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Giving graduation advice is tricky in a changing world

Chelsea Beck

It's college graduation season and the young people matriculating school this year have spent more than half their college time in the middle of a pandemic. Commencement speakers are trying to find messages of optimism for these young people entering the working world.

Illinois Wesleyan University commencement speaker Dr. William Farrar is the chief executive officer of the James Cancer Hospital, the third-largest cancer hospital in the nation. Ferrar said as interest rates rise, the pandemic continues, international conflict moves bloodily on, and businesses struggle to redefine themselves, new graduates should keep their heads up and move forward.

"The seniors are going to really have to practice their resilience and know that what they had planned on doing two years from now; the whole market is going to be changing," said Ferrar, a 1971 IWU graduate.

Ferrar said he's optimistic about this year's graduates because they already have adapted many times over the course of the pandemic. There is great uncertainty, too.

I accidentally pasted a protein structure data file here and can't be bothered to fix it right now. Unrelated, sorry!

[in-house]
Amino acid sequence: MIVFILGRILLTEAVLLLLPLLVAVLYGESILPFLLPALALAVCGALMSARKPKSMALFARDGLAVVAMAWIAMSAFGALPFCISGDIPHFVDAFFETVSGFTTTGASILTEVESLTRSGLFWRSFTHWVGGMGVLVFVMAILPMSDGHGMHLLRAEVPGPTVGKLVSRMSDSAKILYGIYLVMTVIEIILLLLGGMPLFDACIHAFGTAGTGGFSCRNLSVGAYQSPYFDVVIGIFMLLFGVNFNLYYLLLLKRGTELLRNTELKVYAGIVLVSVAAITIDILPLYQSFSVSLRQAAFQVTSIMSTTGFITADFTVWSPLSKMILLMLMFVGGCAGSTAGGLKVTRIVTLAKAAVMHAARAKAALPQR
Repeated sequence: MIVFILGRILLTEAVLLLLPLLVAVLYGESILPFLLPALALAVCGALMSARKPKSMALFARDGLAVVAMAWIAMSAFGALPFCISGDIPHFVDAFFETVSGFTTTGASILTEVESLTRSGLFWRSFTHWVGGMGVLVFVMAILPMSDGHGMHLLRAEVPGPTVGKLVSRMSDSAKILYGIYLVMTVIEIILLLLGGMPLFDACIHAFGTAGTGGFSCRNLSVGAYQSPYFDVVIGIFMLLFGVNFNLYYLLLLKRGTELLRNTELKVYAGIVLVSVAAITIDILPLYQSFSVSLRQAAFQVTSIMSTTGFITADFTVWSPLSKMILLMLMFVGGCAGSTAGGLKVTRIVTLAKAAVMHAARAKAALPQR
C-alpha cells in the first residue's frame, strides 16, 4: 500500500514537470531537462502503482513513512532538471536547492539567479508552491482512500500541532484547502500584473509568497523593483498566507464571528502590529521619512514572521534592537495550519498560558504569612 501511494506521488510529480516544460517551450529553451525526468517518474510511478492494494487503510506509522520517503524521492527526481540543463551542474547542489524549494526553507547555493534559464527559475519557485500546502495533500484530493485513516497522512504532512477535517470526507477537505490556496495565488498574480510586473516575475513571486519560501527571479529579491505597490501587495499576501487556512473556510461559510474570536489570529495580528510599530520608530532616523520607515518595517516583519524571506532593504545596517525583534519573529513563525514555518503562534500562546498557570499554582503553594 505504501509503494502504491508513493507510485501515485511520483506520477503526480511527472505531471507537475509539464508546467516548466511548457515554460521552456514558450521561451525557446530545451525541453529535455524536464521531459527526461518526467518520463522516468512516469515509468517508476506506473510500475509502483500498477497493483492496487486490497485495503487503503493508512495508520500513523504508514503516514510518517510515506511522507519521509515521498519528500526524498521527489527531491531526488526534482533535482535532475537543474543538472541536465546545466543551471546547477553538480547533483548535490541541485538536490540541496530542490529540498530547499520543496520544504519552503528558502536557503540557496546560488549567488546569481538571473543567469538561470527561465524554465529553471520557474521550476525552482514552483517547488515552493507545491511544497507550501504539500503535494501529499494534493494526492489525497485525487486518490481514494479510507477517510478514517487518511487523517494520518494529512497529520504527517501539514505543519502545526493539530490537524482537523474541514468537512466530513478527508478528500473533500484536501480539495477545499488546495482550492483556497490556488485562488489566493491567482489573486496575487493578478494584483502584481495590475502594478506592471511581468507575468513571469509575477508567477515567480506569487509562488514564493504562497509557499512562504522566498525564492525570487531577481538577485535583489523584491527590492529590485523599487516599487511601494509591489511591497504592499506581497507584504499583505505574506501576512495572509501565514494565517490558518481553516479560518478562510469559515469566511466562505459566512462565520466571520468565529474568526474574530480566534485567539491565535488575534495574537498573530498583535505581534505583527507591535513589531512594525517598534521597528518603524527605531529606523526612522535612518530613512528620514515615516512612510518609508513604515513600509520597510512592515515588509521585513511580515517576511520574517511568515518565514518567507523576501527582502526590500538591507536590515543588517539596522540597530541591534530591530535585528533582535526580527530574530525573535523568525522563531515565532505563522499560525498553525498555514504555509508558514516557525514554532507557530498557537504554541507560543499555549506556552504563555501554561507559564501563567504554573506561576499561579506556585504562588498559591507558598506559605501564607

"Companies are in the process of changing the complete way that they do business. There are many challenges that are all up in the air and a possible recession that's coming down the road," said Farrar, who spoke at Sunday's IWU commencement.

On the question of whether graduates should play it safe or dare greatly in choosing careers, Ferrar said he's not sure there are any safe options out there.

"The easy way would say, 'Oh, I can't do this and back out.' But if you're going to be successful, you need to take on the challenges. Don't put them off. Address them as soon as you realize that there are challenges," said Farrar.

All graduating college students face barriers, but Farrar said this class has more than most.

"Do what you can seek (to) help. Find mentors. Find people who have had the same challenges and listen to how they face those challenges," said Farrar.

Illinois State University, Eureka and Lincoln College graduations are this coming weekend. It will be Lincoln's last graduation before the college permanently closes.

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WGLT Senior Reporter Charlie Schlenker has spent more than three award-winning decades in radio. He lives in Normal with his family.
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